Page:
The Belgian Commission for the Protection of Privacy (“Privacy Commission”) has recently published guidance on Article 30 of the GDPR which contains the obligation for data controllers and processors to record their processing activities.
This record will have to be up-to-date by 25 May 2018 and readily made available to the regulator should it ask to view it. (more…)
Businesses and consumers are increasingly using Internet of Things (“IoT”) devices to communicate and process quantities and types of information that have never before been captured. In response, more federal agencies are turning their attention to the potential risks, and developing guidance for the deployment of IoT technologies. The latest to weigh in on risks include the Governmental Accountability Office and the Department of Commerce. (more…)
On June 20, 2017, the New York State Department of Financial Services (“NYDFS”) expanded its set of frequently asked questions (“FAQs”) and answers concerning its recently finalized Cybersecurity Regulations (23 NYCRR 500.01), which set forth minimum requirements for NYDFS-regulated entities to address cybersecurity risk. The now 17 questions included in the release address the types of entities that fall within the scope of the Regulations, the notice requirements attending a Cybersecurity Event (as defined in the Regulations), the annual certification requirement, and additional specific elements of the rules. (more…)
On Thursday, May 11, President Trump signed an executive order aimed at strengthening the cybersecurity of federal networks and critical infrastructure. The order is expected to prompt a broad examination of cybersecurity vulnerabilities at federal agencies and re-orient federal cybersecurity efforts toward modernization and shared services. The order also reaffirms the previous administration’s approach to cybersecurity protections for critical infrastructure – with increased emphasis on the power grid – and seeks to promote the growth and sustainment of the nation’s cybersecurity workforce in the public and private sectors. (more…)
The EU’s Article 29 Working Party (“WP29”) adopted, on 5 April 2017, final guidelines on the new right of data portability under the General Data Protection Regulation (Regulation (EU) 2016/679) (“GDPR”) which applies from 25 May 2018. (more…)
On April 18 in the DC office, Sidley hosted the firm’s third annual Privacy and Cybersecurity Roundtable for over 70 clients. Speakers included a senior representative of the European Data Protection Supervisor, senior officials from the Office of the New York State Attorney General and the Federal Trade Commission, legal, policy and compliance leaders from Facebook and Gannett, along with several members of the firm’s privacy, securities law and governance groups. (more…)
The Personal Data Protection Act, 2012 (PDPA), Singapore’s general data protection law, governs the collection, use and disclosure of personal data. The Singapore Personal Data Protection Commission (PDPC), which enforces the PDPA, recently updated the chapter on data anonymization found in its Advisory Guidelines (Guidelines). The Guidelines are not legally binding but provide guidance on how the PDPC will interpret the PDPA. The revisions encourage organizations to incorporate into the process of anonymizing data an inquiry into the risks that the data may be re-identified and any potential negative effect on the individuals involved rather than focusing purely on the various techniques to anonymize the data.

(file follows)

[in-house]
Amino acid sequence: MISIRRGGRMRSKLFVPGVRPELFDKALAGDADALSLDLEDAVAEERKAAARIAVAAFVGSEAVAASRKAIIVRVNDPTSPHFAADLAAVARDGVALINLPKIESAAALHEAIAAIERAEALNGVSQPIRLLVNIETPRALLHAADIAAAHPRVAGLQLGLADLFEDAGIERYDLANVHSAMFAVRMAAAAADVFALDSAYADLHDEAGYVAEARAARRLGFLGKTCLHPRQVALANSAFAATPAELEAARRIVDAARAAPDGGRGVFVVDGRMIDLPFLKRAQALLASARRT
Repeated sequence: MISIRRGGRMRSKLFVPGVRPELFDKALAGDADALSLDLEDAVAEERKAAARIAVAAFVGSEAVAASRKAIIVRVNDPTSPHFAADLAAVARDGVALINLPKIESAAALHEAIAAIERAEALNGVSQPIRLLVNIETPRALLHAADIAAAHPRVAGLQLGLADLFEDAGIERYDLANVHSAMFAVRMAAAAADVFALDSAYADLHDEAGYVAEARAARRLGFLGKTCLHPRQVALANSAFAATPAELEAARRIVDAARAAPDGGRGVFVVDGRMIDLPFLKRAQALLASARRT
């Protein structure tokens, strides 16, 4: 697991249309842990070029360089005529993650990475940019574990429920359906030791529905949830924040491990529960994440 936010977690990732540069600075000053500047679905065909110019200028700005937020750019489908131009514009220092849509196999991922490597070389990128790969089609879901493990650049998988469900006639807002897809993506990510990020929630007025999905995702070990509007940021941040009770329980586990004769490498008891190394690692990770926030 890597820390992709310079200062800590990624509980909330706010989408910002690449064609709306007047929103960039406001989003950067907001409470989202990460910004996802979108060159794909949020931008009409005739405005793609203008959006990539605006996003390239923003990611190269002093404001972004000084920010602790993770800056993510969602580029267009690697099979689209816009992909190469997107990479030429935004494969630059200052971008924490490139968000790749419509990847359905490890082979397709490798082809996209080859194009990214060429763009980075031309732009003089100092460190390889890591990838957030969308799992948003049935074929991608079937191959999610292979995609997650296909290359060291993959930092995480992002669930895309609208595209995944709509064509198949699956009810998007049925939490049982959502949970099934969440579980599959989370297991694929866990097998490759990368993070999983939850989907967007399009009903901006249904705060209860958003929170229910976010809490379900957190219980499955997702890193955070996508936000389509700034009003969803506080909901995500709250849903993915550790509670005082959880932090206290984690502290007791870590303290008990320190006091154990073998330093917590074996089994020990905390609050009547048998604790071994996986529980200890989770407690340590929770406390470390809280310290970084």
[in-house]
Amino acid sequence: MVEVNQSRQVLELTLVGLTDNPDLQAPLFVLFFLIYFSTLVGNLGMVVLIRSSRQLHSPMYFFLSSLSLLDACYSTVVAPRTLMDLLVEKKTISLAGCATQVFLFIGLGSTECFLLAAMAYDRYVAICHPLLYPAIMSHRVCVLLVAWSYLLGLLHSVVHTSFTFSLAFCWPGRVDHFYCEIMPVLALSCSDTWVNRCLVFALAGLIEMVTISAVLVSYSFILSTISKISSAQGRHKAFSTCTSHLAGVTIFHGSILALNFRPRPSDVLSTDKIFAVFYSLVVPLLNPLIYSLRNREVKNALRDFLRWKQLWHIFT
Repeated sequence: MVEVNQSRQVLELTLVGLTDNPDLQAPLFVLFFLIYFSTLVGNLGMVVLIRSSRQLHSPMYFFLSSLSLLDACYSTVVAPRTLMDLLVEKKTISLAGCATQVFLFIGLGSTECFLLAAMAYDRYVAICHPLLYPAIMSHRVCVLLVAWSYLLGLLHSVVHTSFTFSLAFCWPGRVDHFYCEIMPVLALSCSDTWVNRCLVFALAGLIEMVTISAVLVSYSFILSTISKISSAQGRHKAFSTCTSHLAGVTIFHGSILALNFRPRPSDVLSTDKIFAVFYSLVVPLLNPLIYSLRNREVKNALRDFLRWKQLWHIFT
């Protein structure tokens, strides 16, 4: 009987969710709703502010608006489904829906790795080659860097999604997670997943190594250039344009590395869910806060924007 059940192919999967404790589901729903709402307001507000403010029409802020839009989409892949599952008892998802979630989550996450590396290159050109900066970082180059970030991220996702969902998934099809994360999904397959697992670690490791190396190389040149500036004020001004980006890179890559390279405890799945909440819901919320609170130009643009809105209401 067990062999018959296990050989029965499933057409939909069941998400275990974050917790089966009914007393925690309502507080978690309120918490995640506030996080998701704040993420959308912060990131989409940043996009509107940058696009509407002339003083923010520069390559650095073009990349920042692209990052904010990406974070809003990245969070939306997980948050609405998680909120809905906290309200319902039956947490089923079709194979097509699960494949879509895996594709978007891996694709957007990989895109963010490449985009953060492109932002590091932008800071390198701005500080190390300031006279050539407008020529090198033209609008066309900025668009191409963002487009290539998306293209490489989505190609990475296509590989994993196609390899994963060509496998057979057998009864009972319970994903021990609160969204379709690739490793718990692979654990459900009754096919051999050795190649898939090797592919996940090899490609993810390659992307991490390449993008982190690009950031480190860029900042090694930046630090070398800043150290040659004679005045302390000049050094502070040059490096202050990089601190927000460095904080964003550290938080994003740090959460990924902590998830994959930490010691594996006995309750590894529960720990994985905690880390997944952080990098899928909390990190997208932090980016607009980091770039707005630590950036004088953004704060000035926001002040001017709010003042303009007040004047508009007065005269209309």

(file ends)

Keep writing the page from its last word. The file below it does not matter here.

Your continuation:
On 6th April, 2017, the European Parliament adopted a resolution stating that there are deficiencies in the EU-US data transfer accord Privacy Shield which must be “urgently resolved” in order to give citizens and companies legal certainty. MEPs called on the EU Commission to conduct an assessment and to ensure that the Privacy Shield complies sufficiently with the EU Charter of Fundamental Rights and new EU data protection rules. (more…)
On April 3, 2017, President Trump signed the bill repealing the Federal Communications Commission’s much-debated broadband privacy rules. The House of Representatives voted 215–205 to disapprove the rules, after a party-line Senate vote of 50–48. The result is that the FCC’s key rules governing internet service providers’ collection and use of consumer data, as well as data security, will not go into effect as scheduled. Moreover, the FCC will be precluded from promulgating any regulation in “substantially the same” form until a future Congress allows such action.
The National Association of Insurance Commissioners (NAIC) has created a new task force to monitor technology, data collection and Cybersecurity developments in the insurance industry. The Innovation and Technology (EX) Task Force (IT Task Force) was formed on March 9, 2017 and reports directly to the NAIC’s Executive Committee. The IT Task Force will appoint and oversee the work of the following NAIC groups: the Big Data Working Group, the Cybersecurity Working Group and the Speed-to-Market Working Group. According to the NAIC’s March 9, 2017 press release, the IT Task Force’s purpose is to help insurance regulators stay informed about technology-related developments, products and services in the insurance industry, including start-up companies, and to ensure they meet consumer expectations and ensure consumer protections. The press release notes that annual investment in insurance technology (InsurTech) has increased to more than $2.5 Billion and continues to grow.